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POLI 381: Politics of Memory

Workshop Materials

Books, articles and resources beyond Vassar; see the Primary Sources page for more. 

  • Interlibrary Loan (ILL)
    • Books, articles, film, dissertations and other resources not available at Vassar. ILLiad is our ILL platform.
  • WorldCat
    • The "world's catalog"; a great resource for locating books.
  • Purchase Request Form
    • Please complete for books/ebooks, films and more, especially if you plan to heavily rely on the item and would like to borrow the resource for a longer period of time.
  • NY Library catalogs
    • Every college student in NY, regardless of your home state, can apply for a New York Public Library (NYPL) card. This allows you to access NYPL online resources and request to view items in person.
  • Center for Research Libraries (CRL)
    • A large research collection that includes an international newspaper archive.
  • HathiTrust
    • A great and free online repository for older materials, especially those within the public domain. 
  • Internet Archive
    • A surprisingly good source for ebooks from the 1950's-early 2000's, radio shows/podcasts and other miscellaneous resources. Access may require free account creation. 
  • GoogleScholar
    • Author(s) may make their publications available (the final version or a preprint) online through their own webpages, academic networking sites, or institutional repositories.
  • Institutional Repositories
    • You may find resources housed in college and university institutional repositories that contain the scholarly output/publications/dissertations of that community. 

You will likely go through the search process a number of times, performing different searches with different keyword combinations, to address the different components of your literature review. 

Systematic Searching Handsearching
#1 Identify your question. Identify the key concepts and related terms. Tip:  You may want to re-phrase your question. Background reading can help you identify related terms and further define or narrow your topic.  Explore reference lists to locate other articles, books, or authors who have written on the same topic. 
#2 Find an appropriate search tool. Consider your subject matter, discipline of study, type of information needed (e.g. peer reviewed articles) Locate cited by literature to view more recent similar or adjacent research.

#3 Start with a simple search based on your key concepts. Tip: You may also have to look at literature that refers to one (not all) aspects of your research question.

Browse the table of contents of relevant journals and special issues.

#4 Use specific search strategies.

  • Use AND to join dissimilar terms.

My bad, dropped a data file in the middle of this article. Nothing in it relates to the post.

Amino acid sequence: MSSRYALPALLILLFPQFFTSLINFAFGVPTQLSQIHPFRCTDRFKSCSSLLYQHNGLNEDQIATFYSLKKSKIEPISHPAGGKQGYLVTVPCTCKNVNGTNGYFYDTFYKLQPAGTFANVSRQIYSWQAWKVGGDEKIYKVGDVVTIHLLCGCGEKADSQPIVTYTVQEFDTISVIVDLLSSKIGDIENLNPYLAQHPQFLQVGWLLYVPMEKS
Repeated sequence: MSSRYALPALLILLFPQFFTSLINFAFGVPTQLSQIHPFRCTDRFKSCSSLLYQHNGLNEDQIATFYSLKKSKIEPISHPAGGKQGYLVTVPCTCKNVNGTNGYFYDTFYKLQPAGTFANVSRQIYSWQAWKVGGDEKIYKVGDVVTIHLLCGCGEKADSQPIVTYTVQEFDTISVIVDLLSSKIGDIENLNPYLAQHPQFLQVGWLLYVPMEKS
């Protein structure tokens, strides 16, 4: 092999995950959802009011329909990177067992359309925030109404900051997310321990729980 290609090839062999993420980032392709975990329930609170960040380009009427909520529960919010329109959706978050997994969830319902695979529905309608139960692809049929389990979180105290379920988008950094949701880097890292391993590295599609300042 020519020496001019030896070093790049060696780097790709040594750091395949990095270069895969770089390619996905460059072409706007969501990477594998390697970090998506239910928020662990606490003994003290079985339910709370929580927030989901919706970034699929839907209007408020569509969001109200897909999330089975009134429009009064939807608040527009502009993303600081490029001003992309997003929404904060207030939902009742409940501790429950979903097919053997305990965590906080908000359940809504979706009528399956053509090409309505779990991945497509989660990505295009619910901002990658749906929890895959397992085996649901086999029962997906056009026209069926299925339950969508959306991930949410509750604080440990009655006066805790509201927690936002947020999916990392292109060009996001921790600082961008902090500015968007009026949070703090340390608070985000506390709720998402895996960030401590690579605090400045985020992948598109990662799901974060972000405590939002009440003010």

• Use OR to join synonyms or related terms.
  • Truncate words with * to pick up variations of that word. 
  • Use "quotation marks" for phrase searching
  • Use database limiters e.g. limit to scholarly journals. 
  • Consider searching in a specific field e.g. title (article title) or source (journal title.)
Locate an expert in the field and browse their publications.  
#5 Search and skim results. Look for the language and terms that researchers use and that the database assigns to articles; identify and search or refine your results using subject headings.  
#6 Switch up your searches.  Use promising new terminology.  Your search may become more sophisticated.  

Literature Synthesis Grids

Synthesis grids are organizational tools for recording the main concepts of your sources and can help with connecting your sources to one another.

Catalogue & Database Accounts

Vassar Library Search and many of our databases platforms (Ebsco, ProQuest, etc.) allow users to create free accounts where you can save searches and items from results lists. 

Zotero Citation Manager

Zotero is a free easy-to-use citation management tool to help you collect, store, organize, cite, and share your research sources. Zotero can format in-text citations and generate references lists using your preferred citation style. 

More information about citing and style guides on the Citing & Managing Sources


Trello is a free project management software. You can use it for setting deadlines, keeping track of tasks and more. See Organizing the research process using Trello to get started. There are free and paid versions; I use the free version almost daily. 

Google Keep

Somewhat similar to Trello, Google Keep is best used for visualizing tasks and creating checklists. 


An platform for notes and electronic notebooks. Free and paid versions, both cloud-based and desktop versions. 

  1. Don't try to keep it all in your head.
    1. Diagram your tentative topic/ research question (Kristin Luker's Bedraggled Daisy
    2. Document your research process; consider using a synthesis grid or a research log/journal to plan out your current tasks and next steps.
    3. Annotate your references documents. If possible, work this into your search process and note why the source is relevant and how you might use it, as you save them. If using Zotero, you can use its built-in annotation tools. 
  2. When saving sources, look for permalinks or DOIs
  3. Create accounts with the database platforms you are using regularly to save searches and results.
  4. Use a citation manager. Zotero is a great and free option. 

Keyword Brainstorm